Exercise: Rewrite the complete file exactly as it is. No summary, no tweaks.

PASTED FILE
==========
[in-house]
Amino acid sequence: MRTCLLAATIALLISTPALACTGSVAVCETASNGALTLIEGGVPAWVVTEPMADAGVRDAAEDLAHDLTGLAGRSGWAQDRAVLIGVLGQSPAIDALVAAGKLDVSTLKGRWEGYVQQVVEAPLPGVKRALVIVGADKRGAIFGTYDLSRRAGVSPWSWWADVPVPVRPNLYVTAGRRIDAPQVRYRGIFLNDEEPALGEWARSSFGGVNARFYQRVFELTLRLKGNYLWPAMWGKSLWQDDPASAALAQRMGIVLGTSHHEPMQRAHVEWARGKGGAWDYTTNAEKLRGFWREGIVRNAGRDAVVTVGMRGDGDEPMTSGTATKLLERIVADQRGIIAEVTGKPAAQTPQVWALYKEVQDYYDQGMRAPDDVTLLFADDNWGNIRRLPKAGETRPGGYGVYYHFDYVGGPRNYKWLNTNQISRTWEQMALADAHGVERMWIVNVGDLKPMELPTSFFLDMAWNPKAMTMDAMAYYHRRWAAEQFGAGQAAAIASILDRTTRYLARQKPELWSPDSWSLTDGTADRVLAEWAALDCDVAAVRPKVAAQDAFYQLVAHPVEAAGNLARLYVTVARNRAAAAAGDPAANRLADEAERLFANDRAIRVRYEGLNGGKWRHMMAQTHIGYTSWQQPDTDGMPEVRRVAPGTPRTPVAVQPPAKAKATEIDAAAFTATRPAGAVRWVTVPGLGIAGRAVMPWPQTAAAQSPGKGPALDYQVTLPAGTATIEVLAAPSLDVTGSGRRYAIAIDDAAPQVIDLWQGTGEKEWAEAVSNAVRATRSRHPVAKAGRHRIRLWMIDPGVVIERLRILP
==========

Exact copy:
[in-house]
Amino acid sequence: MRTCLLAATIALLISTPALACTGSVAVCETASNGALTLIEGGVPAWVVTEPMADAGVRDAAEDLAHDLTGLAGRSGWAQDRAVLIGVLGQSPAIDALVAAGKLDVSTLKGRWEGYVQQVVEAPLPGVKRALVIVGADKRGAIFGTYDLSRRAGVSPWSWWADVPVPVRPNLYVTAGRRIDAPQVRYRGIFLNDEEPALGEWARSSFGGVNARFYQRVFELTLRLKGNYLWPAMWGKSLWQDDPASAALAQRMGIVLGTSHHEPMQRAHVEWARGKGGAWDYTTNAEKLRGFWREGIVRNAGRDAVVTVGMRGDGDEPMTSGTATKLLERIVADQRGIIAEVTGKPAAQTPQVWALYKEVQDYYDQGMRAPDDVTLLFADDNWGNIRRLPKAGETRPGGYGVYYHFDYVGGPRNYKWLNTNQISRTWEQMALADAHGVERMWIVNVGDLKPMELPTSFFLDMAWNPKAMTMDAMAYYHRRWAAEQFGAGQAAAIASILDRTTRYLARQKPELWSPDSWSLTDGTADRVLAEWAALDCDVAAVRPKVAAQDAFYQLVAHPVEAAGNLARLYVTVARNRAAAAAGDPAANRLADEAERLFANDRAIRVRYEGLNGGKWRHMMAQTHIGYTSWQQPDTDGMPEVRRVAPGTPRTPVAVQPPAKAKATEIDAAAFTATRPAGAVRWVTVPGLGIAGRAVMPWPQTAAAQSPGKGPALDYQVTLPAGTATIEVLAAPSLDVTGSGRRYAIAIDDAAPQVIDLWQGTGEKEWAEAVSNAVRATRSRHPVAKAGRHRIRLWMIDPGVVIERLRILP